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Explained: How and why did Venice’s Grand Canal turn green?

Explained: How and why did Venice's Grand Canal turn green?

The water of the Grand Canal in Venice has been dyed fluorescent green, especially in the Rialto Bridge area. The causes of this colour are still not clear. Although the Italian newspaper ‘La Repubblica points out that it could be due to a dye that is used to find out where there are leaks and understand the path that the water follows. The environmental authorities are analyzing it.

The bright green stain appeared in the canal that connects Campo San Luca with the Grand Canal and little by little spread through the rest of the Venetian canals after the start of the Vogalonga, a regatta that has been held since 1974 and was born as a demonstration to protect the Italian city.

The Police reported in a note that “after the first investigations, carried out by the fire brigade, together with the local police of Venice and the regional agency for the prevention and protection of the environment of the Veneto region (ARPAV), the substance It seems to be a tracer, that is, a liquid that is injected in those circumstances in which a water leak occurs in order to know the path followed” and that is also used in speleology.

While the investigations continue, it has been ensured that the liquid is not toxic and there is no danger to the health of the inhabitants. The delegate of the Government of Venice, Michele de Bari, organized an emergency coordination meeting in order to determine the causes and the consequent measures to be adopted and, pending the evolution of events, it has been ordered to intensify surveillance in the area of the lagoon to “control any critical situation and prevent new similar episodes”.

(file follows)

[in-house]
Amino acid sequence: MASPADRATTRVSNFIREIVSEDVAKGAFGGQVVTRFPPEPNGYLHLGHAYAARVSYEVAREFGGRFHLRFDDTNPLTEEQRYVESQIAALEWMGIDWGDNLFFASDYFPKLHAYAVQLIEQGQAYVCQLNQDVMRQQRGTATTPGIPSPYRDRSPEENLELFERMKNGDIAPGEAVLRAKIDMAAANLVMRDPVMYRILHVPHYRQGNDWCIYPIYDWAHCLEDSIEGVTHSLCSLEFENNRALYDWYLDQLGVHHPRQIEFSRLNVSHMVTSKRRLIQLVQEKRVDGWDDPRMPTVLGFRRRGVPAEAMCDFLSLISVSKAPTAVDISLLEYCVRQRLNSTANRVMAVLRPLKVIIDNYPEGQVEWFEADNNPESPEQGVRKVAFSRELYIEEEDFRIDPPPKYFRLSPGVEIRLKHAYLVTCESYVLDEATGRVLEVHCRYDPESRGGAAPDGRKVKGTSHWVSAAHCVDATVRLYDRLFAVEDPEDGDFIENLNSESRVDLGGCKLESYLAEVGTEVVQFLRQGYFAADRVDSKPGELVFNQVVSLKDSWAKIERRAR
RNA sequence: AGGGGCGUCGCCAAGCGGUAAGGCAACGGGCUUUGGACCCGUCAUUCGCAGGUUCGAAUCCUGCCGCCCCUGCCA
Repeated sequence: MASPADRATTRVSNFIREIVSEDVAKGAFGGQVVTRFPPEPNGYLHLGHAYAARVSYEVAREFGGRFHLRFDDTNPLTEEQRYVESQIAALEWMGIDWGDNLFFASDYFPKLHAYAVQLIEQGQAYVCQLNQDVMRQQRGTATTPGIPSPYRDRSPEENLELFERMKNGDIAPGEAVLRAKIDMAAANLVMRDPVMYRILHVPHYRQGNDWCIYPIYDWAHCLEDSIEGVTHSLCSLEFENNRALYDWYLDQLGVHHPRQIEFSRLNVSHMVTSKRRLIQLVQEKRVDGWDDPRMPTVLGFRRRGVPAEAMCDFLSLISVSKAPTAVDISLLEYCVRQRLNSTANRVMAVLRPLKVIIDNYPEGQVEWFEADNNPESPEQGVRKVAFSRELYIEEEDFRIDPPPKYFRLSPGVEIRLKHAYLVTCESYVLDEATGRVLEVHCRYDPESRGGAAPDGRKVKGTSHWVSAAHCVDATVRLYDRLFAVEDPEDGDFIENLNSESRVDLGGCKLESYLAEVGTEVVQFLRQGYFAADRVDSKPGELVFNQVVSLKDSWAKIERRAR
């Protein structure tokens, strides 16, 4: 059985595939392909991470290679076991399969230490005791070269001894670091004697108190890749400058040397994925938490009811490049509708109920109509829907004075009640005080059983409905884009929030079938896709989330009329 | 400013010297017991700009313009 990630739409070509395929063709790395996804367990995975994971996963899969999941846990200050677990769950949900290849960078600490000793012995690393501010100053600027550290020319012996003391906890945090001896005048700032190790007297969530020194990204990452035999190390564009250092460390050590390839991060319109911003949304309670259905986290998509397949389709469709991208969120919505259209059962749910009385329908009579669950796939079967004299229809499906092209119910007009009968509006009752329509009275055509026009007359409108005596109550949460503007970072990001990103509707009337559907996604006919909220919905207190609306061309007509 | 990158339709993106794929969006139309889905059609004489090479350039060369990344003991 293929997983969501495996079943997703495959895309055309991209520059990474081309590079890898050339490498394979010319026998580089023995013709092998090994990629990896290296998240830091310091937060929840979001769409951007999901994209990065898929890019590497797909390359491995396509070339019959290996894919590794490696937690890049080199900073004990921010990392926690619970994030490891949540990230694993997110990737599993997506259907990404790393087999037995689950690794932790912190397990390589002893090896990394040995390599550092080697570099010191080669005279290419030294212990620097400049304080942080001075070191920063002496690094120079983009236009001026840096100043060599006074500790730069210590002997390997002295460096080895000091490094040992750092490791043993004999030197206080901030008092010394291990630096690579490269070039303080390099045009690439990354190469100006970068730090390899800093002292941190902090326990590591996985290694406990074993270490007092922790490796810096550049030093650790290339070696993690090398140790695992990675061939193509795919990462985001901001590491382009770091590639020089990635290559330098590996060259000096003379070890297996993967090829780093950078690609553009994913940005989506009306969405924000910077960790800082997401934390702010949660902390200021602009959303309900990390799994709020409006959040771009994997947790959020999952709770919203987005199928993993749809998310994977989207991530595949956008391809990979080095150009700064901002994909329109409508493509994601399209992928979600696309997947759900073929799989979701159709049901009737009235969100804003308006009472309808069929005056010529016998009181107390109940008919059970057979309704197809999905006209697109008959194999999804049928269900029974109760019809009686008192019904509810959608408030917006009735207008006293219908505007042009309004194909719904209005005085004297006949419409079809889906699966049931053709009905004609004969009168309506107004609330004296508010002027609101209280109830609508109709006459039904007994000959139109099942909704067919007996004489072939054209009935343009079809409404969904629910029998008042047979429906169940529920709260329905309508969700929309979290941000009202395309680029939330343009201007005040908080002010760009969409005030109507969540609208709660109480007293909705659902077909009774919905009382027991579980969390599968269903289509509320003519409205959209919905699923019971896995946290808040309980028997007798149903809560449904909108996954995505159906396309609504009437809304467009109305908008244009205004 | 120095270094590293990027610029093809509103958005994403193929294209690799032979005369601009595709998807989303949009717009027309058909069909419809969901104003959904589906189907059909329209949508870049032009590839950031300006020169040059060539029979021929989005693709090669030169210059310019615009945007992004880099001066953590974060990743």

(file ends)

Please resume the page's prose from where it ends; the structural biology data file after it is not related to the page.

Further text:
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Gone Green

According to a spokesman for the local prefect, immediate action was taken in response to the appearance of green water in the Grand Canal in Venice. Water samples were collected, security camera footage reviewed and gondoliers and boat drivers were questioned for any suspicious sightings. An emergency meeting was called to investigate the cause of the unusual phenomenon. No environmental group has claimed responsibility so far.

The green substance was initially noticed around 9:30 a.m. CET (3:30 am ET) and gradually expanded, as seen in numerous images shared on social media. Gondolas, water taxis and water buses were seen plying the emerald water.

City councillor Andrea Pegoraro was quick to point the finger at environmental activists who recently attacked Italian cultural heritage sites. However, the Ultima Generazione group, responsible for pouring coal into Rome’s Trevi Fountain, denied any involvement in the green water incident when questioned by CNN.

The Italian Fire Brigade tweeted its assistance in providing samples and technical support to ARPA Veneto, the regional agency that monitors the environmental conditions of the Grand Canal. ARPA Veneto is carrying out analyses to determine the nature of the substance present in the water.

Various theories surfaced online, including suggestions of algae or an illicitly dispersed substance causing the discolouration.

What might have caused it?

Social media users drew parallels between the recent incident in Venice and a historic event involving Argentine artist Nicolás García Uriburu. In 1968, Uriburu performed a similar trick during the 34th Venice Biennale, where he dyed the waters of the Grand Canal green with a fluorescent dye.

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His intention was to raise awareness about ecological issues. Uriburu, who died in 2016, continued his activism by carrying out similar acts in other locations such as the East River in New York, the Seine River in Paris, and Buenos Aires between 1968 and 1970.

The Italian media have pointed out that this episode recalls the initiative of the Argentine artist Nicolás García Uriburu, who died in 2016 at the age of 79, who in 1968 had poured a fluorescent green liquid into the Grand Canal to protest against water pollution.

For the moment, no movement has claimed responsibility for this action and the environmental activists of the ‘Last generation’ have also denied their involvement, who in recent days threw black paint into the water of the Trevi Fountain in Rome and other buildings and works of art to protest against the lack of attention to climate change.

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